What Does it Mean to be Canadian in Today's Canada?

Topics: Canada, Culture, Multiculturalism Pages: 6 (2114 words) Published: March 2, 2014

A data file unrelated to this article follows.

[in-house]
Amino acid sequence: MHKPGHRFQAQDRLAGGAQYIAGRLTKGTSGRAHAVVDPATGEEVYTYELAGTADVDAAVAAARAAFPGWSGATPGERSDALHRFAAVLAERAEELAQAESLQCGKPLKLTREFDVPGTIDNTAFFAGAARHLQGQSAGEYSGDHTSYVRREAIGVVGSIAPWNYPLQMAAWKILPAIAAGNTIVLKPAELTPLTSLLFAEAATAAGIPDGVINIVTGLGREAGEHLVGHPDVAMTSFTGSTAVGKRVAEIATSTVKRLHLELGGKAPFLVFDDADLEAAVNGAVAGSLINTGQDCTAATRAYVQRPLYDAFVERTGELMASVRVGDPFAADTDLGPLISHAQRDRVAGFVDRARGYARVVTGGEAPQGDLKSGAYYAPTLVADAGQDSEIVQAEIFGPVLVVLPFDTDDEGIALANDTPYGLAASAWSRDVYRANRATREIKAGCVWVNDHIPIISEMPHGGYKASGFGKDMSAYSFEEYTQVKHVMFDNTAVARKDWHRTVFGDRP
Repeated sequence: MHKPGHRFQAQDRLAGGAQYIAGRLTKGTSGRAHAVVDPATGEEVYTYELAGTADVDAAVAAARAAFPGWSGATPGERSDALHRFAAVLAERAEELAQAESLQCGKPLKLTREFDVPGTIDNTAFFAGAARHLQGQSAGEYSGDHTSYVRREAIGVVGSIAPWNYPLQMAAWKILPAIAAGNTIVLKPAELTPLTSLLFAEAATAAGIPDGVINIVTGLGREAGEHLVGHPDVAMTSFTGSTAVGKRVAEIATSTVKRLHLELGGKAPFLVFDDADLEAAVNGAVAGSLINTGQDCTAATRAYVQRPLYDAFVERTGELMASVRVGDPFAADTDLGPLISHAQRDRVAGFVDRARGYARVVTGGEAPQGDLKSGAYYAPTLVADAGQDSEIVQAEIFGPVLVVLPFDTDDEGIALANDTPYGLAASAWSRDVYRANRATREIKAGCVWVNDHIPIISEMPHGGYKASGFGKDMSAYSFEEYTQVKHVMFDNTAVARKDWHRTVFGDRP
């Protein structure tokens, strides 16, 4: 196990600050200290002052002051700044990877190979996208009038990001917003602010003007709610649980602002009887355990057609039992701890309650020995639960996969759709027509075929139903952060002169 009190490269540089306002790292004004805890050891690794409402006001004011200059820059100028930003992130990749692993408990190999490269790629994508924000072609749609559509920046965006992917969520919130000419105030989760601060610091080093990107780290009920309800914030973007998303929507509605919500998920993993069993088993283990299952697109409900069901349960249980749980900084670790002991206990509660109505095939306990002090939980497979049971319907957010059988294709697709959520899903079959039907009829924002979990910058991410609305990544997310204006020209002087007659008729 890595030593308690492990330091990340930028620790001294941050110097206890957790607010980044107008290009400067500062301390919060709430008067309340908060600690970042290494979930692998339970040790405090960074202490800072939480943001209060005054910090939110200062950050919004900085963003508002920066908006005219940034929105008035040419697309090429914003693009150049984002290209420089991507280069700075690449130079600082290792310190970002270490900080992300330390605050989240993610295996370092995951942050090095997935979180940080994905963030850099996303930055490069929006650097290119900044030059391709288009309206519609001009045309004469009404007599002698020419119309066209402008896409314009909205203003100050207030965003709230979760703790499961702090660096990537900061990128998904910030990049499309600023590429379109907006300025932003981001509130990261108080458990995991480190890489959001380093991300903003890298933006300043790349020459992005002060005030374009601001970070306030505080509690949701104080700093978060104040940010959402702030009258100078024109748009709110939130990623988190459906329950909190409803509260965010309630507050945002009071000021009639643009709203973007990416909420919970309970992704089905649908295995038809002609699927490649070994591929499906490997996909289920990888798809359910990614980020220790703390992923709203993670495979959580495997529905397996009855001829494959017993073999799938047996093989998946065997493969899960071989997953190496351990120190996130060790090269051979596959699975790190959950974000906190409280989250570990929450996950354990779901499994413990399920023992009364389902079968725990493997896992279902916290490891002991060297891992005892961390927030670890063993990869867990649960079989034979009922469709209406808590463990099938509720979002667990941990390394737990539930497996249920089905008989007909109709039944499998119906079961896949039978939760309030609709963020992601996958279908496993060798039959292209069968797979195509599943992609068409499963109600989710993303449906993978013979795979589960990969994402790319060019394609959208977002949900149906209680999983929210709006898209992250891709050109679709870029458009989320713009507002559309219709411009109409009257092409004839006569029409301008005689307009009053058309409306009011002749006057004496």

Multiculturalism in Canada is the sense of equality between race, religion, and cultural backgrounds. There is coexistence in Canada between several cultures from across the globe shaping into one “cultural mosaic” with the intention of forming a society both peacefully and equitably. This was the idea behind the moving forces geared towards growing Canada into a culturally diverse place. The mass immigration into Canada was thought to have had a positive effect on the country. It was supposed to help shape Canada into a place where “new” Canadians and “old” Canadians could fit into Canada’s lifestyles while maintaining individual past traditions. With the amount of immigrants in Canada today, to what point is the line drawn on allowing immigrants to abandon Canadian traditions and focus primarily on the lifestyle they left behind when moving to Canada? In an effort to become a more culturally diversified nation, Canada has felt a sense of loss or has taken negative steps in maintaining the Canadian way of life, by allowing immigrants to practice their own values and traditions while leaving Canadian traditions behind, especially that of religion which poses even more challenges for the peaceful cultural mosaic that was once dreamed about. In today’s world, Canada is seen as the one of the most culturally diverse nations, as it is accepting to almost any potential immigrant to the country. “Canada has more immigrants per capita than any other country accept Australia; 17 percent of the population is foreign-born” ("Strike Multiculturalism from the National Vocabulary" 2010). As Canada continues to move forward, the percentage of immigrants will continue to increase, having the potential to slowly drift away from the ideal notion of Canada that was once known. With more and more immigrants coming to Canada, Canada is losing its sense of “Canadian” identity and moving towards a mosaic nation with different cultural thoughts and beliefs. When immigrants initially started making their way to Canada, “immigrants were encouraged and expected to assimilate to the pre-existing society. The hope was that, over time, they would become indistinguishable from native-born Canadians in their speech, dress, recreation and general way of life. Any groups that were seen incapable of this sort of cultural assimilation were prohibited from immigrating to Canada, or from being citizens” (Source 2). As we see today, that is not the case. Today’s immigrants are now encouraged to speak their own languages and practice their own traditions. The initial idea of immigration into Canada would have helped preserve the traditional Canadian lifestyle, but as we see in everyday life, immigration has taken a different turn. Today “when newcomers come to Canada they bring with them homeland vales and traditions, but Canada is not a blank state” (Source 3). This being said, Canada and Canadians have their own homeland values and traditions that should be accepted and practiced by immigrants upon immigration into Canada. When new immigrants bring their homeland values and traditions, it takes away from what Canada was built upon and the idea of what Canada is about. With every new immigrant into Canada, it seems Canada loses a sense of its own identity. “Consider that every four years Canada accepts a million newcomers. Within two decades, nearly 30 percent of the population will be foreign-born” (source 4). Cultural diversity also drifts into Canadian businesses, taking away from original Canadian policies and procedures. With the different cultural beliefs in today’s Canadian society, the view of the original Canadian businesses or a sense of the original Canadian identity has shifted. There are new regulations to help support immigrants’ national holidays that take away from Canadian holiday traditions. By giving into the different cultural needs in business, we have “began seeking the line between cultural sensitivities and office morale” (Source 4)....
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